Simple Steps for Creating a Spectrum-Friendly Bedroom
Original article by Jenny Wise on

Simple Steps for Creating a Spectrum-Friendly Bedroom

Creating a room for a child with autism doesn’t have to be challenging. With some creativity and some consideration for what helps your child feel comfortable, you can easily set up a space for them to relax and feel at ease inside your home. If you need some help setting up a spectrum-friendly room, then you should start with these tips:

Give Them Their Own Space

A child’s room should be designed with comfort, function and safety in mind. Above all, however, a child with autism needs a room that allows them to have their own space. Higher levels of anxiety can be fairly common in children with autism, as opposed to their peers who are not on the spectrum. That’s why it helps to have spaces where they can relax and feel at ease. You can create calm and comfort in your child’s room by using curtains as partitions between play areas, study zones and areas to relax. If your child shares a room with siblings, curtains can also help you divide the room without any major renovations.

Let Your Child Help You Out 

Children who are on the spectrum can benefit from choice, among other independence-building skills. That can include helping make choices for how to set up their bedroom. If your kids have a hard time making decisions, start with small ones, like what cartoon characters to include or what colors they think would work. Just make sure their choices, and yours, will help create a bedroom that’s calming and conducive to relaxation and sleep. Many people with autism are adversely affected by the flickering of fluorescent light bulbs, so it may be best to keep those out of your child’s living spaces. You can also use curtains, rugs and soft items to help absorb noises and provide quiet in your child’s room. Finally, create an environment that will make it easy to keep things tidy. Children on the spectrum can be overwhelmed by clutter, so keeping things organized helps.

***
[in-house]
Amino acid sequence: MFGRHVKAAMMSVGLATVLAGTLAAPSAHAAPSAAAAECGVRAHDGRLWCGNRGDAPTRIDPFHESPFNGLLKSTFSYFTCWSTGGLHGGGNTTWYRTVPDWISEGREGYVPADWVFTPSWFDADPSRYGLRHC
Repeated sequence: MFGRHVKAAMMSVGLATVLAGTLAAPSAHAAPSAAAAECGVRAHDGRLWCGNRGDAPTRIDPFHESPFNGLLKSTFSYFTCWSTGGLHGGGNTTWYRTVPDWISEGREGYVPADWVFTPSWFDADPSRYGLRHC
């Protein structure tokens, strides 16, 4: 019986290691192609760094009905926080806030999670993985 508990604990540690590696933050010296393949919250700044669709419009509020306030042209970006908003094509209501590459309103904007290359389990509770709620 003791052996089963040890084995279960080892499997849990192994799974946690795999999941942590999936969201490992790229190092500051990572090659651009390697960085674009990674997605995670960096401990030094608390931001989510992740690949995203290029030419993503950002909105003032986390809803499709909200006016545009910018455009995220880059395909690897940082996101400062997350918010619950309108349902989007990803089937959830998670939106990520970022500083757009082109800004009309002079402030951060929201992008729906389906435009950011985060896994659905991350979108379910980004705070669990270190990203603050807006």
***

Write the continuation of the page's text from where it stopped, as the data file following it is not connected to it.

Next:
Use Softer, Cooler Paint Colors

Aside from flickering lights, people on the spectrum can also be tremendously impacted by color. Some children can even feel ill or have severe reactions when presented with loud splashes of color or intense hues. Soft shades of blue, brown and grey are practical choices for the walls and decor in your child’s room. If you need to paint the walls, try to do so when there is no furniture inside, or cover everything securely before you start. It’s also a good idea to shop around for no-VOC and non-toxic paint options. Many common interior points release toxins into the air inside your home, which can make it more difficult for your children, and your entire family, to breathe safely.

Know Which Electronics to Include

It may seem like a good idea to include a television or computer in your child’s bedroom, but studies show that adding a TV can cause issues with learning, lead to health issues and even cause aggression. Try to limit which electronics are allowed inside your child’s room. Kids who are on the spectrum can benefit from time spent playing on apps on tablets (Lenovo offers lots of budget-friendly options). Spending time using tablets can enhance your child’s language skills, but be sure those screens are switched off a few hours before bedtime. If you want to add some toys or electronics to your child’s space for playtime and learning, try to stick to options that will help them explore their senses. Use this list of autism-friendly toys to stock their play spaces. 

Setting up a relaxing space at home for your kids is important, especially when your child is on the spectrum. By keeping your child’s abilities and sensitivities in mind when you create this area, your child will have a room where they can really unwind and feel like themselves. 

Jenny Wise is a guest author and a stay-at-home parent to four children. Her and her husband chose to home-educate their children when their eldest was 4 years old. They've experienced many challenges—but they've also experienced great rewards along the way. Visit her blog at